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Hwangnyongsa Temple and Pagoda in Gyeongju, South Korea

By Edited Dec 12, 2013 0 0

Architecture and History

Hwangnyongsa or Hwangnyong Temple was a Buddhist temple in the city of Gyeongju, South Korea. Its name means Yellow/Golden Dragon Temple or Imperial/Emperor Dragon Temple. Hwangnyongsa no longer exists, but once stood about 150 yards to the west of Bunhwangsa temple. It was built during the Silla period, in the 6th century, under the patronage of the Silla royal family. Being the nation’s largest temple, Hwangnyongsa also housed the bulk of the country’s major Buddhist treasures.

Construction began in 553 (under the reign of King Jinheung) on a field near the royal compound of Banwolseung and was not fully completed until 644. The king originally planned to build a palace, but after receiving some reports that a yellow or golden dragon had been seen on that spot he decided to build a temple instead. Situated in a beautiful plain surrounded by mountains, the temple was the center of state-sanctioned Buddhism during the Silla era.

When monk Jajang was studying in Tang, he saw a god as he was passing by the Thaihe Pond. The god told him that if he build a nine-story pagoda upon his return to Silla, then the neighboring states will surrender and the royal cause will be stronger. Prepare a memorial service for the local gods once the construction is complete and pardon any of the country’s criminal. He was also told that if he follows all the God has told him, no other state will dare to invade Silla.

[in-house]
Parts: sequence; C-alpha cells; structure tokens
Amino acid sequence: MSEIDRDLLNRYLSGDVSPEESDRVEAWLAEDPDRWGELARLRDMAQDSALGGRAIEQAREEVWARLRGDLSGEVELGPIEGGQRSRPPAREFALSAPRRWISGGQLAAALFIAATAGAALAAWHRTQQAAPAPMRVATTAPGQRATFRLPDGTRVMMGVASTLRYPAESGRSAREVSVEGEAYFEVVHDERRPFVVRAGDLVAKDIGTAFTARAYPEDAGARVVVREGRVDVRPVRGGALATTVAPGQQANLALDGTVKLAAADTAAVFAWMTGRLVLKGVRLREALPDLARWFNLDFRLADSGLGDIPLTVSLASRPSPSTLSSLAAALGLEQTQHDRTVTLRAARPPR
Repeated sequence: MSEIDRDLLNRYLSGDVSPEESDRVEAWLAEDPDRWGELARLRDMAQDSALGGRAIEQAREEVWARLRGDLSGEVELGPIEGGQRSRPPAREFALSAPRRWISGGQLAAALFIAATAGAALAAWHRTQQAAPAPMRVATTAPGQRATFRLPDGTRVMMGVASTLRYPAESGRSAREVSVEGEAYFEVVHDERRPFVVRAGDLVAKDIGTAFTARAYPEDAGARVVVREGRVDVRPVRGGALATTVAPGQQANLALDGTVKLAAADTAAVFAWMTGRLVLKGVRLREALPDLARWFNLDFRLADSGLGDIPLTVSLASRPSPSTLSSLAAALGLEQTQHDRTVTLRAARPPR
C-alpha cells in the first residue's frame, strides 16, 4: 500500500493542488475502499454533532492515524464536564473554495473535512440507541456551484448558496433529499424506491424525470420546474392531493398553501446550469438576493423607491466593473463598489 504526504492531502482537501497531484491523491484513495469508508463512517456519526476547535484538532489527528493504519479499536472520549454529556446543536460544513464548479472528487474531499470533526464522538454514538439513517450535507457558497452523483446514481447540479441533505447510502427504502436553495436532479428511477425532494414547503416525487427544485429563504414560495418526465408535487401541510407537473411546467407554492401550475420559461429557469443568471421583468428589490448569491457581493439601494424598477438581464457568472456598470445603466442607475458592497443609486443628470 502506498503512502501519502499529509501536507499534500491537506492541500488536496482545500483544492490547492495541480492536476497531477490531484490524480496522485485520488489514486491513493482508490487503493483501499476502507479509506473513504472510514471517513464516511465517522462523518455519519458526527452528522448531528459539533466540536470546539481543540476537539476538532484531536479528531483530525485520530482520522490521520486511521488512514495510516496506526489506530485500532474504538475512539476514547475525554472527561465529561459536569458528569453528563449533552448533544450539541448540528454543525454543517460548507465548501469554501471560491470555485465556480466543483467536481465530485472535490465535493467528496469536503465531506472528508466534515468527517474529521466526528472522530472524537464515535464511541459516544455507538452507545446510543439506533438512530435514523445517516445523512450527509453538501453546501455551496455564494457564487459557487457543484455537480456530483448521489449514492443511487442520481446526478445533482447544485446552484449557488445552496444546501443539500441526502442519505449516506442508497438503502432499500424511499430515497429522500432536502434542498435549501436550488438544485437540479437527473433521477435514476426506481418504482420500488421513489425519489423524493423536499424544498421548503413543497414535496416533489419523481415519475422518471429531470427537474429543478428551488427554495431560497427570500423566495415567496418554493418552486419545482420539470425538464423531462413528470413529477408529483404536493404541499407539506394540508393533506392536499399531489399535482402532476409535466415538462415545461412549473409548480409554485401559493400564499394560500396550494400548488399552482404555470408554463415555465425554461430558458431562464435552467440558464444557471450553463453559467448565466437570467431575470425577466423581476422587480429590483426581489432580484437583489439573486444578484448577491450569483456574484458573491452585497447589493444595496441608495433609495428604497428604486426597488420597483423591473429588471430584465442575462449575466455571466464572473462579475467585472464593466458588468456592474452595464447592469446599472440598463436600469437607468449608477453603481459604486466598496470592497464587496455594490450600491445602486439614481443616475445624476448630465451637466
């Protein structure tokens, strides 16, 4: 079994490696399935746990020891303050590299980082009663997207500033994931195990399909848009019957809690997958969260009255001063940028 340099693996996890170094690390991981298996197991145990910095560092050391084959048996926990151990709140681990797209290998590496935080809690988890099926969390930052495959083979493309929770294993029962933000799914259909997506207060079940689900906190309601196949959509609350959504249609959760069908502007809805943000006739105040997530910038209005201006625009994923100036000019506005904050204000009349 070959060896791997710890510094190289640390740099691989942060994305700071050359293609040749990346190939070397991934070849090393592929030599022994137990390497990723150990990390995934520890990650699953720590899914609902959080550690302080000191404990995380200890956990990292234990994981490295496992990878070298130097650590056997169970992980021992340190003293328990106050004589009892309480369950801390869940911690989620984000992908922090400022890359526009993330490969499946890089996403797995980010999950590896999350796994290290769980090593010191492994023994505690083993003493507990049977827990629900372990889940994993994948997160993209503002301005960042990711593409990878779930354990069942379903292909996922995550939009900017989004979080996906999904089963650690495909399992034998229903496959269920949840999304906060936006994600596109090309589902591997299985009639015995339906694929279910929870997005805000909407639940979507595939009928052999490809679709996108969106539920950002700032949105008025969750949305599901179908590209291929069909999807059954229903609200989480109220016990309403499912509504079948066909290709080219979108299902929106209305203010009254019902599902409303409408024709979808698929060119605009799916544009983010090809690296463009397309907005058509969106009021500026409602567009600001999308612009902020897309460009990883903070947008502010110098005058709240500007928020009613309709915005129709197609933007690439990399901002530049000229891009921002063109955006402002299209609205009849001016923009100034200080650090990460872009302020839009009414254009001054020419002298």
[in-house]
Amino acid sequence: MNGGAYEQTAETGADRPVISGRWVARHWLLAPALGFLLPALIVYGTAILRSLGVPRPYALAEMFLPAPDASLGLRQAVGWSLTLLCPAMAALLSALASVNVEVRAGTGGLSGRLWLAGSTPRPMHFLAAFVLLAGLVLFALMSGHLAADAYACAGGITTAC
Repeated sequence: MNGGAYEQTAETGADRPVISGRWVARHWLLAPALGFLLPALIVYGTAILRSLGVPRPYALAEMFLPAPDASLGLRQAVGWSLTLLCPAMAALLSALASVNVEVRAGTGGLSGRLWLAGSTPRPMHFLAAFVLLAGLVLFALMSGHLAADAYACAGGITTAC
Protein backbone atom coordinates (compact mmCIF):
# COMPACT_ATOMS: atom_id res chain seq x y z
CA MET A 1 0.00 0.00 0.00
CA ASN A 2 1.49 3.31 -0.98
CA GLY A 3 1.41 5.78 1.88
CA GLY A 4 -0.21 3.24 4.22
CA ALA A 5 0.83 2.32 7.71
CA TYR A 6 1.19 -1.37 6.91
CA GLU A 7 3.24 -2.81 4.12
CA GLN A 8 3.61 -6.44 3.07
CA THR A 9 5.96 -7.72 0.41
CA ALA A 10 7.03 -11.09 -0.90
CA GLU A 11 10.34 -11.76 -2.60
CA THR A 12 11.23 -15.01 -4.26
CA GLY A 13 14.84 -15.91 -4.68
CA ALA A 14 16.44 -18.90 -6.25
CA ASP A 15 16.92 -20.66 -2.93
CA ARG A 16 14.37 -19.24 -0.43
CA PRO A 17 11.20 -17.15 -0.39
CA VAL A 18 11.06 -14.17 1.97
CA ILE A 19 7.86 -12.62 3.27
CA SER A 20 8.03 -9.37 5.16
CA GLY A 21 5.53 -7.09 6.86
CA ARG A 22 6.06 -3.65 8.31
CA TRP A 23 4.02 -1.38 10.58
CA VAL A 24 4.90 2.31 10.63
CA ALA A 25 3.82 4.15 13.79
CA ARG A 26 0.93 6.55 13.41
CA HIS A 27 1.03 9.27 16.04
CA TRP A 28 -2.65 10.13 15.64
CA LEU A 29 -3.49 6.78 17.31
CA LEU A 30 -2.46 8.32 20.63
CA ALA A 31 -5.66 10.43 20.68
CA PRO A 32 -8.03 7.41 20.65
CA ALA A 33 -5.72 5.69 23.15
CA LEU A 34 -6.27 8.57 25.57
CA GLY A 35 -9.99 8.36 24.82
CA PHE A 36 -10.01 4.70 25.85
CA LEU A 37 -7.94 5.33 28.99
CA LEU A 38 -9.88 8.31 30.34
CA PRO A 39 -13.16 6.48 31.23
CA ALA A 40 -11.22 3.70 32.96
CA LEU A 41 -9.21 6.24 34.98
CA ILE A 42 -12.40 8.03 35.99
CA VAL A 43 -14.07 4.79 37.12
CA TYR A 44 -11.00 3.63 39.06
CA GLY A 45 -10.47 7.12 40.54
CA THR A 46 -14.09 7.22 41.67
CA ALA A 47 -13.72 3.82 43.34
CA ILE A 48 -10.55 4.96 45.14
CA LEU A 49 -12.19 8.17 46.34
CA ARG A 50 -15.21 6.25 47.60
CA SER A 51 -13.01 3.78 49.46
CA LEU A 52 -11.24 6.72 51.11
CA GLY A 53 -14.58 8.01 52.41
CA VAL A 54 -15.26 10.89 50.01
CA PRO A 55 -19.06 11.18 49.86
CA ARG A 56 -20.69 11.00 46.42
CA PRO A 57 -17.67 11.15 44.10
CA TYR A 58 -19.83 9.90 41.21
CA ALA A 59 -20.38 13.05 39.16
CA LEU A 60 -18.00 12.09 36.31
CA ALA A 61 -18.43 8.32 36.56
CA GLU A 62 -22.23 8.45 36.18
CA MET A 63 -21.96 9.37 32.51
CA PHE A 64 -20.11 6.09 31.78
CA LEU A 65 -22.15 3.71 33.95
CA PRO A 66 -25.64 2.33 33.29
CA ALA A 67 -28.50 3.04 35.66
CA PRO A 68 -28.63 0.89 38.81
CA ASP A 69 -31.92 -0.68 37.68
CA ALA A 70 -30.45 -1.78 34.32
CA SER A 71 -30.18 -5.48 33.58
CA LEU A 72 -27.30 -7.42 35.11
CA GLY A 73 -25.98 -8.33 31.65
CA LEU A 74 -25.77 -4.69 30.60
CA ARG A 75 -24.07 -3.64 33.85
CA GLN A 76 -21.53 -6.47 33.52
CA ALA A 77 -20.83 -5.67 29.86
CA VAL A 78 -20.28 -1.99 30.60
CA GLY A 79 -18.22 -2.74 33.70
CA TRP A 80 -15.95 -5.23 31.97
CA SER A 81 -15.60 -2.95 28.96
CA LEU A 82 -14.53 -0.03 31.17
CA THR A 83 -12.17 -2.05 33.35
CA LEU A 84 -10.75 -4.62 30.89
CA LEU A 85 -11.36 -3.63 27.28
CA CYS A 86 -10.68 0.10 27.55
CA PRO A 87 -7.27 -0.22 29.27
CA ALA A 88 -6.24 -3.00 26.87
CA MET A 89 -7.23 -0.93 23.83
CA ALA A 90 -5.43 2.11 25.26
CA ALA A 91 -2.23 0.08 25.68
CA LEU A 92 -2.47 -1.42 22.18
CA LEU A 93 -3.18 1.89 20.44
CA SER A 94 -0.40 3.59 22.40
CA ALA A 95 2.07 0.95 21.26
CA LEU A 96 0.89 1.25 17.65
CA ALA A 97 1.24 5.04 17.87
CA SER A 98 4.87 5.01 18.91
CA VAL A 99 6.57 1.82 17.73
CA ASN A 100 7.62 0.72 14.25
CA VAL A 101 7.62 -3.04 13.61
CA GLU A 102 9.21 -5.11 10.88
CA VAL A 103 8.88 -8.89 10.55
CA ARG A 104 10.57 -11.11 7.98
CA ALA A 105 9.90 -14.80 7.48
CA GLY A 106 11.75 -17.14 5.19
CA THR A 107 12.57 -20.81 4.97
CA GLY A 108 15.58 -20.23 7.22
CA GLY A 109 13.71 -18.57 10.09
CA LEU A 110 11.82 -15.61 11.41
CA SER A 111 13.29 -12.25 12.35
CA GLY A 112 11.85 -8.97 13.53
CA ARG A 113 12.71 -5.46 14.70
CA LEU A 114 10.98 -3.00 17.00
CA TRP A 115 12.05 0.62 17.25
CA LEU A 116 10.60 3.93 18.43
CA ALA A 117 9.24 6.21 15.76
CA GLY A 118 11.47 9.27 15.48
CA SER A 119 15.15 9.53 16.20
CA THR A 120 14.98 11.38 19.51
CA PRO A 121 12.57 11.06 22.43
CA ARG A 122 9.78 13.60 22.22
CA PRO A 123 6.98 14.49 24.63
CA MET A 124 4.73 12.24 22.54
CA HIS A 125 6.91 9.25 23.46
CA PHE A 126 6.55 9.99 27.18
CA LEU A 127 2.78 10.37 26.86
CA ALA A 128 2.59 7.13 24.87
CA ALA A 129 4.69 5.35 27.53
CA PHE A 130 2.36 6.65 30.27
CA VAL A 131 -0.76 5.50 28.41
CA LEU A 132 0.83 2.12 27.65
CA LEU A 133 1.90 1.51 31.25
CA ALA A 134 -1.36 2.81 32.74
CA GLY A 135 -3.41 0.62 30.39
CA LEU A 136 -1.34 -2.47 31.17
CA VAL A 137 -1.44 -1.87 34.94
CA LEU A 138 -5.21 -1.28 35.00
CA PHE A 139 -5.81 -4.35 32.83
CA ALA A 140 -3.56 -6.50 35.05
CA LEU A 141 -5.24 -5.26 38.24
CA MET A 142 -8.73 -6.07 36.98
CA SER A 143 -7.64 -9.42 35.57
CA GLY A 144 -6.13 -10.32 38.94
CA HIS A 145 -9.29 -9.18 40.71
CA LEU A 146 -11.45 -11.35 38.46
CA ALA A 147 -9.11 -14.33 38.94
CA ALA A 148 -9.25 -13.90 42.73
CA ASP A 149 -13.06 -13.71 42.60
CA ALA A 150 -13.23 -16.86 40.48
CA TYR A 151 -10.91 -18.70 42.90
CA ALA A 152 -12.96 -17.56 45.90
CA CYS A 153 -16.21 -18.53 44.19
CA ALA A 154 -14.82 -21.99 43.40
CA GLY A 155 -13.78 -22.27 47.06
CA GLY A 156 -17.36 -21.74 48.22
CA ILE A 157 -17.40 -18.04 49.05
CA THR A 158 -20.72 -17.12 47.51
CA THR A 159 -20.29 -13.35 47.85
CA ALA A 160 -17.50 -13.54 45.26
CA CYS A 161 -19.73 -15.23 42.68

After returned to Silla, Jajang convinced the queen to build the nine-story pagoda. The project was built by Yongchun with his 200 men using stone and wood. The pagoda was designed by master architect Abiji and this fact indicates that the Baekje had better knowledge of wooden architecture. The night before the columns were to be erected, Abiji dreamed of the fall of Baekje and because of that he refused to complete the project. With a loud peal of thunder, a man and an old monk of great strength appeared suddenly from the main hall of the temple, they erected the columns and then magically disappeared. Abiji was shocked at the sight that he finally accepted his country’s future demise as the fate of gods. He then continued his project on the temple.

The pagoda stood until it was burned in 1238 by Mongolian invasions. No wooden architecture from the Silla people survives today. Towering 224 feet, Hwangnyongsa was entirely made of wood except for the foundation, which covered about 6084 square feet – 78 feet to a side – with eight pillars of stone per side. The whole building was supported by 60 foundation stones.

The most important as well as the earliest of the Silla Priests to serve at Hwangnyongsa was Priest Wongwang. He was born during the Chin Hong’s reign and became a Buddhist theologian at age 13.



Today, the modern pagoda is actually an evolution of the Ancient Indian stupa. Sometimes you can also see Chinese lion dance and traditional dragon dance around the pagoda to celebrate its opening ceremony and other important events.

Hwangnyongsa Pagoda(48175)


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